This ability to penetrate makes the .45-70 effective on a wide range of big, tough game. Certainly anything in North America, and yes, some African game too. But its penetration makes the Gov a very risky choice for self defense against human targets. Even mild loads can cause death and destruction long after the bullet has passed through a human target and several sheetrock walls.
Further detracting from any potential as a self defense cartridge, the .45-70 is painful to shoot. I mean painful to your shoulder, and painful to your wallet. A recent price check has the average price to $4/round. Even if you can manage the recoil, how much practice will you get at $80/box?
Let’s move off the Gov for now. Next in line is the cartridge that would be king, the .450 Marlin. The .450 Marlin, designed for and launched with Marlin’s 1895M rifle in the year 2000, was meant to supercede the .45-70 as Marlin’s heavy hitter. Confusion and disinterest ensued. Modern .45-70 loads were the equal of the .450, and Marlin was unable to make the case for its new bruiser, which slumped off like a defeated prize fighter.
Today, the under appreciated Marlin 1895M platform is the king of big bore value compared to its famous .45-70 brother. Not sold? Consider this: 1) The 1895 is actually the weakest receiver built on the 336 pattern. This is a fact, but it requires a longer explanation ( read a post with the facts here). 2) The 1895M was built specifically to address this weakness. I have personally observed and measured the improvements that made this possible.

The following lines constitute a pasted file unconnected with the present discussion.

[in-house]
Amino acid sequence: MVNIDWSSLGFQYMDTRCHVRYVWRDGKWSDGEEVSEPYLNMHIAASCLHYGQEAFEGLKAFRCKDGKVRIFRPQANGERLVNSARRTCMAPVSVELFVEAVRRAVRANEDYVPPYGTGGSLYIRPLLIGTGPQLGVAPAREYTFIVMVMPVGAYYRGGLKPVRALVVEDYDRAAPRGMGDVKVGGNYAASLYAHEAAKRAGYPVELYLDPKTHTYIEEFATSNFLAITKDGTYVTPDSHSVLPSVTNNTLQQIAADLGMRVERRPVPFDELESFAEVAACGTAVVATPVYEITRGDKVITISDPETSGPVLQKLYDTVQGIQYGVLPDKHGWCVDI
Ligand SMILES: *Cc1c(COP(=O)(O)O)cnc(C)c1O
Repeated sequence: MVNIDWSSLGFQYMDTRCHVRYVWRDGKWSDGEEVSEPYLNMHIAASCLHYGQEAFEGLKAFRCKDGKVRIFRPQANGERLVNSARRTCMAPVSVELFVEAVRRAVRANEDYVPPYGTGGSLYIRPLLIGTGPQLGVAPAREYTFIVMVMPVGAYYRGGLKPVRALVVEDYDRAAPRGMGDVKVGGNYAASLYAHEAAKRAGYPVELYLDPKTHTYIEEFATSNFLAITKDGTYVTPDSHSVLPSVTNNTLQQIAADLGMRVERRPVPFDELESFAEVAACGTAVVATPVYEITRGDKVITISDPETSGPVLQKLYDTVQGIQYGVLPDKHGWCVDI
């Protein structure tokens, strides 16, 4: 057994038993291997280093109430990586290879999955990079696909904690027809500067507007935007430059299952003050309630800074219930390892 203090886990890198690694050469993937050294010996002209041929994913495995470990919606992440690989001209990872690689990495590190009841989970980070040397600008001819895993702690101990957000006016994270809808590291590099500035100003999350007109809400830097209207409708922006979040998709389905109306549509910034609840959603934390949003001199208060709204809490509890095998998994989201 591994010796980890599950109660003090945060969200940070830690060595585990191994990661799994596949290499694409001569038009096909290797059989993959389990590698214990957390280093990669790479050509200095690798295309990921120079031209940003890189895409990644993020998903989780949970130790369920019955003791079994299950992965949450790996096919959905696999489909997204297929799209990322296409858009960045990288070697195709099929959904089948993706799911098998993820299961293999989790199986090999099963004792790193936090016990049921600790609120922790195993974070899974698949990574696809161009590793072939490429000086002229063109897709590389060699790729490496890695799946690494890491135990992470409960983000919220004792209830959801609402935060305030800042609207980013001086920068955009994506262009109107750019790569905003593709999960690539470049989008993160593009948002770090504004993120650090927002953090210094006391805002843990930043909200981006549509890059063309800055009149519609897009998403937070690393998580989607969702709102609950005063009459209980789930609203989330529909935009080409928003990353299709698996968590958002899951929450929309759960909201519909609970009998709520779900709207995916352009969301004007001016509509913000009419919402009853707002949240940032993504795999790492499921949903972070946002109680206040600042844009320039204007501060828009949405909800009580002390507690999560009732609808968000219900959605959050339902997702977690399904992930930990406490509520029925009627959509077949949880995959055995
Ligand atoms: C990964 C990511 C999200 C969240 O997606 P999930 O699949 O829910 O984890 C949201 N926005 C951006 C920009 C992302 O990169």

Now we reach my personal favorite big bore, the mighty .444, aka triple 4, aka T4. Marlin introduced this impressively oversized .44 mag in 1964, when the .45-70 was nearly extinct. The .444 exceeded the performance of the Gov anyway, at that time, as factory .45-70 loads were still intended for the weaker Springfield Trapdoor rifles. The very powerful .45-70 loads we have now are a recent development.
The .444 reigned only briefly as the big bore lever action champ, but it remains popular today, thanks to its flexibility in dispatching all varieties of North American game. Factory ammo offerings are slim, but the .444 is a reloader’s dream, with a strong receiver and dozens of bullet types to choose from. Like it’s .45 cal brethren, the .444 is best applied where needed, rather than as a jack of all trades. It generates substantial recoil unless down loaded, and as of this writing ammo averaged $3.50/rnd.